"O THAT I WERE A MAN, I WOULD EAT HIS HEART IN THE MARKET PLACE.1 301-2) DISCUSS SHAKESPEARE'S EXAMINATION OF THE ROLES OF MEN AND WOMEN IN "MUCH ADO ABOUT NOTHING."".
Shakespeare's plays differ from modern morals and values, as he was writing to conform with the views of the era, which was when Elizabeth 1st was on the throne. Because of this, his characters differ, sometimes to a comical degree, with men generally being portrayed as what we, in the modern world, would consider a chauvinist, and their women being portrayed as almost inferior.
However, in the first two acts of the play, Shakespeare's two main female characters are presented with some contrast. One character, Hero, fits in the quiet and respected daughterly' image, whereas Beatrice, her cousin, appears to feel no chains tying her to conformity. She is very witty, and where Hero politely acknowledges men and their comments, Beatrice feels happy to openly criticise men, particularly Benedick, a noble friend of the Prince. We see her do this in the very first Scene of the play, when she learns that he is coming to the town, saying things like Is Signor Mountanto returned from the fight?' She calls him this as she is referring to a fencer, suggesting he lives for fencing, and not for real fighting. All of her criticism appears to be taken in good humour, and despite being very different from the stencil of a conforming woman, Beatrice does have some respect in society.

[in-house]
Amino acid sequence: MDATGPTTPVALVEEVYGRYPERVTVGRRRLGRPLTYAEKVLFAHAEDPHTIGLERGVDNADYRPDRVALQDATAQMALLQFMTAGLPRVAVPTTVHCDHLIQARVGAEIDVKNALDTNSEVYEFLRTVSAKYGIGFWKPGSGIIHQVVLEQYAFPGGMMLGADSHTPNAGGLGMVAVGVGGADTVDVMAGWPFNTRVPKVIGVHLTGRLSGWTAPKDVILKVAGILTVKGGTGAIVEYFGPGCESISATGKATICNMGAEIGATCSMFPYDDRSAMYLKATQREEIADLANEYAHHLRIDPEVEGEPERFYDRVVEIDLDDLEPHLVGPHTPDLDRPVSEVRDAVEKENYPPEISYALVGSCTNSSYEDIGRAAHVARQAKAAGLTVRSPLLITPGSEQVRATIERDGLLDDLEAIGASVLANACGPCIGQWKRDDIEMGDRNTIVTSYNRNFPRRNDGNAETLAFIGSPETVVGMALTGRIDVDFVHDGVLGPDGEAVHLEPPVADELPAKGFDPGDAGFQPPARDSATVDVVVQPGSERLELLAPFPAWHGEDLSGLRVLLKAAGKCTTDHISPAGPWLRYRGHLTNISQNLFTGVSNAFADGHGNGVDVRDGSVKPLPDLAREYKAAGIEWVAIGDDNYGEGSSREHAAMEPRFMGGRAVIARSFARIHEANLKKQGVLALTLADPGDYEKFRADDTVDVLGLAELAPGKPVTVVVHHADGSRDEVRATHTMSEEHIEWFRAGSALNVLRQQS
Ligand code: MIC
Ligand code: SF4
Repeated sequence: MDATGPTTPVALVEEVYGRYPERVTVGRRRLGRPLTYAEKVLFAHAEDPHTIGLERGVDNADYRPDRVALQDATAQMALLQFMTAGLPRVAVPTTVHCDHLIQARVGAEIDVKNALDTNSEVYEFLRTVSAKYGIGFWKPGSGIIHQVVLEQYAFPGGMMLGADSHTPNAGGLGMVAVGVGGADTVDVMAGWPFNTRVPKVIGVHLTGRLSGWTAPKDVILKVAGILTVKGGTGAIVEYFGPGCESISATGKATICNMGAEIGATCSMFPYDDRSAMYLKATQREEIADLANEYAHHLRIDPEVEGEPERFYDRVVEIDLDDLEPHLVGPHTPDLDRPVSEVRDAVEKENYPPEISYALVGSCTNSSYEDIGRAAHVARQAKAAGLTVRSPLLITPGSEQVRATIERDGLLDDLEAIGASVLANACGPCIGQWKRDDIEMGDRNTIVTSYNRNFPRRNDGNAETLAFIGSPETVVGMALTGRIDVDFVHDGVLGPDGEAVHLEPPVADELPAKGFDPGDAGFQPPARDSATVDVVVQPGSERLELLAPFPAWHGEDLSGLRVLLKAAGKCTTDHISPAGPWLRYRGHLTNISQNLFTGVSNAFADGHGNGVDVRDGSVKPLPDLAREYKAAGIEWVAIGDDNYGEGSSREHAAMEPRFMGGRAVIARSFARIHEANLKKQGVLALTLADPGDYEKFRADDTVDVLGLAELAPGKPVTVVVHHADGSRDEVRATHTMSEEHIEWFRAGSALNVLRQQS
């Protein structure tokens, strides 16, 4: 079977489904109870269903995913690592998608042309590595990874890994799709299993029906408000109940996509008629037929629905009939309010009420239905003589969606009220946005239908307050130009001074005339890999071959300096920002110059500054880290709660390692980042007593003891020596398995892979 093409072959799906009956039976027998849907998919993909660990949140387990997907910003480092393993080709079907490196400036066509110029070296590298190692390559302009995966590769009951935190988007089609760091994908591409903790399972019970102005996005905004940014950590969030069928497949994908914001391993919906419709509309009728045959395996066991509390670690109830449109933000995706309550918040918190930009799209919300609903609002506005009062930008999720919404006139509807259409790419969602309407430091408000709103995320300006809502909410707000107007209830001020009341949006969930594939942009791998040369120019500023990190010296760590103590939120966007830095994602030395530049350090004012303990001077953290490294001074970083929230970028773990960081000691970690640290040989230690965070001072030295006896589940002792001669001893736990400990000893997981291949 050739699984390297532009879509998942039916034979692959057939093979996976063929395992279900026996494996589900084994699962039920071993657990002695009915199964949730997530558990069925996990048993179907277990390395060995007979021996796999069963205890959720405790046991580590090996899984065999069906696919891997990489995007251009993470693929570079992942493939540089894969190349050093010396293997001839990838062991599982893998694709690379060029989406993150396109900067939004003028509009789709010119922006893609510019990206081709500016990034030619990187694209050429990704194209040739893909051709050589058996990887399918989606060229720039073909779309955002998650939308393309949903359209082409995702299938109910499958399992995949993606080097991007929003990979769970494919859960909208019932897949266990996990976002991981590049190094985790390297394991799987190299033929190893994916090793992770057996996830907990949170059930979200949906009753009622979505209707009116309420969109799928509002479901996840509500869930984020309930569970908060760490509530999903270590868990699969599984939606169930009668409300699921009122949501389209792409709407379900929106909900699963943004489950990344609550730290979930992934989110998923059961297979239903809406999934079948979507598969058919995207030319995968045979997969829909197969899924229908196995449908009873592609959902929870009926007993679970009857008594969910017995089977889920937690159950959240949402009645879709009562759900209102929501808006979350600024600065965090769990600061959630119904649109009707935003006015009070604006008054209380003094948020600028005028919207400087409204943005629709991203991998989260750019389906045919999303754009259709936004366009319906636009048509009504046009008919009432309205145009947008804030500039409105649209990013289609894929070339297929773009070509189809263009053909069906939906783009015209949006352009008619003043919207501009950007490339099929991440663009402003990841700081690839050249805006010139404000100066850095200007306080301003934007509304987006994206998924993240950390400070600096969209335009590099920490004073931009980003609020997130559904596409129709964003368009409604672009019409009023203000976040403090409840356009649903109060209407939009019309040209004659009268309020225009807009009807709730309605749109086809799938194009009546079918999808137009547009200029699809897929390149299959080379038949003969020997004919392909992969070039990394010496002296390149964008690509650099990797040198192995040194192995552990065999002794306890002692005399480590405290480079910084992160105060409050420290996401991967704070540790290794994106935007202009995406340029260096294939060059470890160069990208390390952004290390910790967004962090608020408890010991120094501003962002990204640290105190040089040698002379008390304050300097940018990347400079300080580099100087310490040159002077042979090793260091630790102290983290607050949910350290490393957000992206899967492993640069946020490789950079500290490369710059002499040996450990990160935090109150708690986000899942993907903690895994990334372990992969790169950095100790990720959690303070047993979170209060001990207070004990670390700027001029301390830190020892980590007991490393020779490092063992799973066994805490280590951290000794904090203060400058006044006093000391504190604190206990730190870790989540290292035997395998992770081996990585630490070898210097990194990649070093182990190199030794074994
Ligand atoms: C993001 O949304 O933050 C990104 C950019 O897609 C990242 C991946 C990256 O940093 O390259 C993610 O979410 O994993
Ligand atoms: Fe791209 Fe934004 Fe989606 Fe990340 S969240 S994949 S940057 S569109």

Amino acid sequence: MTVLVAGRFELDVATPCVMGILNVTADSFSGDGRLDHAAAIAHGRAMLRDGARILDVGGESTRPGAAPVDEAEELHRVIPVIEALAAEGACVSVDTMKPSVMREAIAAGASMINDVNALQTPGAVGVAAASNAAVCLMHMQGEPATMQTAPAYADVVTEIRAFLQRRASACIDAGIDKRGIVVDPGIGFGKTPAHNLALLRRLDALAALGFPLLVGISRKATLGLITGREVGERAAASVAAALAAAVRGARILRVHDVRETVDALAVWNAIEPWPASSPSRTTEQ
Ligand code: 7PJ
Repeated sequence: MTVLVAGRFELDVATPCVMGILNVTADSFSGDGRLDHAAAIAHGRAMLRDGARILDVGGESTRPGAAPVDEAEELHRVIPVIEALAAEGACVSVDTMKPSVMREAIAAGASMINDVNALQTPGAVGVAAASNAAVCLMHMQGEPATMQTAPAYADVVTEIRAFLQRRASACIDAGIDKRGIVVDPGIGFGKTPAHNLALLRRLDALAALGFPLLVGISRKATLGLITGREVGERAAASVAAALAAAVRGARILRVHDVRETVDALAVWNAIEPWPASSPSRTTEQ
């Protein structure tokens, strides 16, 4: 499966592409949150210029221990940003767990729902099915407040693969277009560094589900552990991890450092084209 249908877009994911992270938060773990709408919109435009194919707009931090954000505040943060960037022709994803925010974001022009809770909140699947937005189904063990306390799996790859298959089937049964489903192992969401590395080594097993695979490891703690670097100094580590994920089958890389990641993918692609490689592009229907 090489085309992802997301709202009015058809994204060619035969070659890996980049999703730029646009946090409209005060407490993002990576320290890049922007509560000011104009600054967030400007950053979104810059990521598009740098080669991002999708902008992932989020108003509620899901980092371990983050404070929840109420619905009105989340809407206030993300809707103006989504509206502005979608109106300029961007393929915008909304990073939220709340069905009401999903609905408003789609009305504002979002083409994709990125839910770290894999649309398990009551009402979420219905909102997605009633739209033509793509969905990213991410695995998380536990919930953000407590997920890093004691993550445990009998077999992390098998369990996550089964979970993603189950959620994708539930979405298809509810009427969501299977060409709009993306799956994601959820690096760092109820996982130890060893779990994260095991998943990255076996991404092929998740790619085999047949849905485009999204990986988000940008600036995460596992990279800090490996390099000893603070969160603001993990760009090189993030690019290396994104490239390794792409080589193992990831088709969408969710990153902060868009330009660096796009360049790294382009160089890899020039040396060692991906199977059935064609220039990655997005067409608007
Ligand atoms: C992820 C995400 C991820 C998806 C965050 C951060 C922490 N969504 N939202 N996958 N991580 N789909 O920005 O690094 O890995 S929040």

Beatrice may act in this way because she does not feel the mental pressure to act in a way which would honour her father, as it appears her father has died, and she is being looked after by her uncle. Having no father could mean men are unlikely to want to marry her, as they stand to inherit none of the father's estate. This feeling reflects authority in Shakespeare's society, as women were at the very end of the inheritance line. Added to the fact Beatrice is around 30 years old, she may feel she has nobody to impress and marry, so acts as she pleases.